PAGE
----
The show finally ended and those on the floor of The Mohawk were still oblivious. The venue’s stage manager took to the microphone and let the crowd know that an accident had happened outside, and he encouraged people to stay and avoid the street. Someone yelled, “I just want to see Tyler!” I was filled with rage, but I reminded myself that they had no idea.
I was still standing in the same spot looking out at the scene on the street. The people on the floor began to form huddles within their friend circles, possibly discussing what may have happened outside. Within two to three minutes, the stage manager returned to the stage to say that Tyler’s show had been cancelled, a tragic accident had happened and everyone needed to exit through the backstage door. Some of those that had been on the floor didn’t believe him at first and screamed and booed. “I’m being serious,” he said into the mic. And the crowd hushed, condemning those who had booed, understanding that this was real and something bad had happened.
This part feels somewhat blurry. In a line of moving feet, I filed down the staircase, through the floor of the venue and out of the back door of the stage onto the street. Policemen stood making a barrier with their bicycles, and I think they held hands, but I was walking too fast to be certain. I had my eyes focused in front of me, unwilling to see any more of the wreck I had seen from inside, but an angry voice, louder than the sirens and the gossiping roar of concerned people, pulled my eyes toward the barricades. I stopped.
“I’m with the Austin-American Statesman!” a tall man yelled in the officer’s face. Shouting, he attempted to explain that his photo team was on the other side of the barrier and that he needed to get in, because this was his job. This was his story! The officers shook their heads no and said that the accident was the scene of a crime — a tragedy. He continued to yell, but I kept walking, shaken now by what I had seen (the intensity and reality of the accident had set in now that I wasn’t an onlooker from above) and I rushed down the street in the direction of my parked car, anxious to get to my charger, turn on my phone and call my friends to make sure they were okay.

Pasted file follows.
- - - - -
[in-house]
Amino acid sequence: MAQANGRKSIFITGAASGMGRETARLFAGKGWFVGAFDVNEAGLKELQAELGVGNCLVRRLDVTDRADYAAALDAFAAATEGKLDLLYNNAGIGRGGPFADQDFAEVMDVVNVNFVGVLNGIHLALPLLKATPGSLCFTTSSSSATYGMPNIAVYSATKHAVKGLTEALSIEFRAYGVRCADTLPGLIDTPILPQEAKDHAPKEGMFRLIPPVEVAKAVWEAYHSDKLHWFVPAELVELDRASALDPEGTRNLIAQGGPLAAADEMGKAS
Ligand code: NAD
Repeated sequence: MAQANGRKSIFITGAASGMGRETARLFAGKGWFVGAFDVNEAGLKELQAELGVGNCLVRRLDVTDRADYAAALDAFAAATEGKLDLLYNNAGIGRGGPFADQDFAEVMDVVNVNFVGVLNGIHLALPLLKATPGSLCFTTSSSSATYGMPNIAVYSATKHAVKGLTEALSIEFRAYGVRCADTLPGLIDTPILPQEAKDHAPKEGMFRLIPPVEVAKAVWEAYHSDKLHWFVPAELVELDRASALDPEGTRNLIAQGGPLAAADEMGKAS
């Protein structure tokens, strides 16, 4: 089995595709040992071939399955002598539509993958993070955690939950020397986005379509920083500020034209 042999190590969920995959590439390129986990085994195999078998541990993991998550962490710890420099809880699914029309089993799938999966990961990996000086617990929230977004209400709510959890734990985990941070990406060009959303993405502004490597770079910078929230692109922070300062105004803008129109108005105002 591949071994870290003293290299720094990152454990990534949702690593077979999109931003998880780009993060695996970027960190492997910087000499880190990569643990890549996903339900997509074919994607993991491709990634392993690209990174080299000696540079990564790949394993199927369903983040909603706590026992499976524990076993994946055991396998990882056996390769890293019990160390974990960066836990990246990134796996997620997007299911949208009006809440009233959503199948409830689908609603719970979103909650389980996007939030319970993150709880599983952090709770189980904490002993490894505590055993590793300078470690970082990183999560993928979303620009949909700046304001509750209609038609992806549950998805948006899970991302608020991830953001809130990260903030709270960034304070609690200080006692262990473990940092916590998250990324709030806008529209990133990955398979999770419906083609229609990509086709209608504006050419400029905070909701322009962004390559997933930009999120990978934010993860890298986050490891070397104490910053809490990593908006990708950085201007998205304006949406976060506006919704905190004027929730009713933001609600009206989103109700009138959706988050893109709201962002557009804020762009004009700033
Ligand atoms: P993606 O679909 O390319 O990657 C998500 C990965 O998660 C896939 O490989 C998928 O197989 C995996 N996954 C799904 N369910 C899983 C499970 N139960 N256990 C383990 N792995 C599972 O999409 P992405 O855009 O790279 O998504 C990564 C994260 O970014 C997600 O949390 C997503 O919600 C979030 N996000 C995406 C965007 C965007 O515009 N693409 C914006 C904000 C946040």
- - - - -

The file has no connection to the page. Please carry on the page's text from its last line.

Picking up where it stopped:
It did not feel like long before I was opening my car door. Luckily, my phone turned on quickly and all of my friends answered on the first ring. That’s when I started to cry — they were okay.
I did not process anything until a couple of days later. Obviously, the accident was on every news outlet and social media platform. I couldn’t avoid it. Over the next 48 hours, I learned the truth about what had happened, how many people had died, how many had been injured and how the driver had been caught. It was weird to look at the photos and read the words describing that night; tragedy does not translate well onto paper. Although I felt guilty for all of the people who had been hurt, I knew the situation had been out of my control, and there was nothing I could have done to prevent it. Despite this, I was weighed by a sadness throughout the rest of South By, and the continuation of the festival did not feel right.
Regardless, I made it through, and I am so thankful that I was not a part of the accident in a more involved way. The grief felt by those directly involved on the street during the hit and run is in no way comparable to mine; I cannot claim ownership over that kind of sadness, and my prayers go out to them.
For this reason, I did not feel the need to weigh in on social media what I had felt and experienced until now. Nearing two weeks after the incident, I have finally gathered what I would like to say and what I think needs to be learned.